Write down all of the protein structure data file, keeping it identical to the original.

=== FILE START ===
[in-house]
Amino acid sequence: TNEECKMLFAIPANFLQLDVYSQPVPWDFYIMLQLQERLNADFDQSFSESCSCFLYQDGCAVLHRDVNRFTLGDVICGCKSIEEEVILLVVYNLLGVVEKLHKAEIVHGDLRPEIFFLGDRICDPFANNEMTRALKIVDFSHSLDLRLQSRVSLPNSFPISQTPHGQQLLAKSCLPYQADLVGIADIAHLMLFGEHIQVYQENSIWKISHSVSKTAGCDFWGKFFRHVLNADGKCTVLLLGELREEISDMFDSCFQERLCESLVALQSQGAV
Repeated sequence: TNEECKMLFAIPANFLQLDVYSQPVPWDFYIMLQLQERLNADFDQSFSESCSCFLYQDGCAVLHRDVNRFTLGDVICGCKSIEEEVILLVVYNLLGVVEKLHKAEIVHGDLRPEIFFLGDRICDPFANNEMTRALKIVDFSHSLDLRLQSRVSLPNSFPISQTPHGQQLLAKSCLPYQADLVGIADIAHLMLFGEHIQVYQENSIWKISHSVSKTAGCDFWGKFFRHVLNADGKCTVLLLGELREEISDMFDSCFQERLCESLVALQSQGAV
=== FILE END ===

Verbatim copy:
[in-house]
Amino acid sequence: TNEECKMLFAIPANFLQLDVYSQPVPWDFYIMLQLQERLNADFDQSFSESCSCFLYQDGCAVLHRDVNRFTLGDVICGCKSIEEEVILLVVYNLLGVVEKLHKAEIVHGDLRPEIFFLGDRICDPFANNEMTRALKIVDFSHSLDLRLQSRVSLPNSFPISQTPHGQQLLAKSCLPYQADLVGIADIAHLMLFGEHIQVYQENSIWKISHSVSKTAGCDFWGKFFRHVLNADGKCTVLLLGELREEISDMFDSCFQERLCESLVALQSQGAV
Repeated sequence: TNEECKMLFAIPANFLQLDVYSQPVPWDFYIMLQLQERLNADFDQSFSESCSCFLYQDGCAVLHRDVNRFTLGDVICGCKSIEEEVILLVVYNLLGVVEKLHKAEIVHGDLRPEIFFLGDRICDPFANNEMTRALKIVDFSHSLDLRLQSRVSLPNSFPISQTPHGQQLLAKSCLPYQADLVGIADIAHLMLFGEHIQVYQENSIWKISHSVSKTAGCDFWGKFFRHVLNADGKCTVLLLGELREEISDMFDSCFQERLCESLVALQSQGAV